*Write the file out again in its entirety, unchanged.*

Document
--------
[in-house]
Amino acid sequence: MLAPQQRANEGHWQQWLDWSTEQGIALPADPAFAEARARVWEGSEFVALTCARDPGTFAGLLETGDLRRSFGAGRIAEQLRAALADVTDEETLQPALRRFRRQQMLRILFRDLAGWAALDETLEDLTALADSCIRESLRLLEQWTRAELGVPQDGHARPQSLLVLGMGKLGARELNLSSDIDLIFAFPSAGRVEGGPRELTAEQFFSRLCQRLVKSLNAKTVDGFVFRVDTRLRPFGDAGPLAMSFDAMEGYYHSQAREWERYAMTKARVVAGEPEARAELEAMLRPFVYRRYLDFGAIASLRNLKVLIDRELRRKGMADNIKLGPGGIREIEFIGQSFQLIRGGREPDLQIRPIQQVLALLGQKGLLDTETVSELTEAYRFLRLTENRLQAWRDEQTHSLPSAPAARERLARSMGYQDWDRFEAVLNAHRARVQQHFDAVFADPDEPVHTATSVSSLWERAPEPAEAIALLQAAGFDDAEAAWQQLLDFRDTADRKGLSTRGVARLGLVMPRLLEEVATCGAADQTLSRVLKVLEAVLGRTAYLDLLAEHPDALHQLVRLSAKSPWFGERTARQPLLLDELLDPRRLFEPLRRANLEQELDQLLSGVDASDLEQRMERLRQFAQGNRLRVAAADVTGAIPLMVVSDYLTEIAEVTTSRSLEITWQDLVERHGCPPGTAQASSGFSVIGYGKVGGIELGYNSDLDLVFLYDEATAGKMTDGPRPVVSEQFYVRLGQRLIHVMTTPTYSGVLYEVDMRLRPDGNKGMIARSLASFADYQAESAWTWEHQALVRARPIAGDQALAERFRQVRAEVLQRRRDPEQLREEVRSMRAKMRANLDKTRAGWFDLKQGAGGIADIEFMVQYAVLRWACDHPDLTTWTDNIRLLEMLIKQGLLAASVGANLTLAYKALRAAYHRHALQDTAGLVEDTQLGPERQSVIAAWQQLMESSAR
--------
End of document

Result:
[in-house]
Amino acid sequence: MLAPQQRANEGHWQQWLDWSTEQGIALPADPAFAEARARVWEGSEFVALTCARDPGTFAGLLETGDLRRSFGAGRIAEQLRAALADVTDEETLQPALRRFRRQQMLRILFRDLAGWAALDETLEDLTALADSCIRESLRLLEQWTRAELGVPQDGHARPQSLLVLGMGKLGARELNLSSDIDLIFAFPSAGRVEGGPRELTAEQFFSRLCQRLVKSLNAKTVDGFVFRVDTRLRPFGDAGPLAMSFDAMEGYYHSQAREWERYAMTKARVVAGEPEARAELEAMLRPFVYRRYLDFGAIASLRNLKVLIDRELRRKGMADNIKLGPGGIREIEFIGQSFQLIRGGREPDLQIRPIQQVLALLGQKGLLDTETVSELTEAYRFLRLTENRLQAWRDEQTHSLPSAPAARERLARSMGYQDWDRFEAVLNAHRARVQQHFDAVFADPDEPVHTATSVSSLWERAPEPAEAIALLQAAGFDDAEAAWQQLLDFRDTADRKGLSTRGVARLGLVMPRLLEEVATCGAADQTLSRVLKVLEAVLGRTAYLDLLAEHPDALHQLVRLSAKSPWFGERTARQPLLLDELLDPRRLFEPLRRANLEQELDQLLSGVDASDLEQRMERLRQFAQGNRLRVAAADVTGAIPLMVVSDYLTEIAEVTTSRSLEITWQDLVERHGCPPGTAQASSGFSVIGYGKVGGIELGYNSDLDLVFLYDEATAGKMTDGPRPVVSEQFYVRLGQRLIHVMTTPTYSGVLYEVDMRLRPDGNKGMIARSLASFADYQAESAWTWEHQALVRARPIAGDQALAERFRQVRAEVLQRRRDPEQLREEVRSMRAKMRANLDKTRAGWFDLKQGAGGIADIEFMVQYAVLRWACDHPDLTTWTDNIRLLEMLIKQGLLAASVGANLTLAYKALRAAYHRHALQDTAGLVEDTQLGPERQSVIAAWQQLMESSAR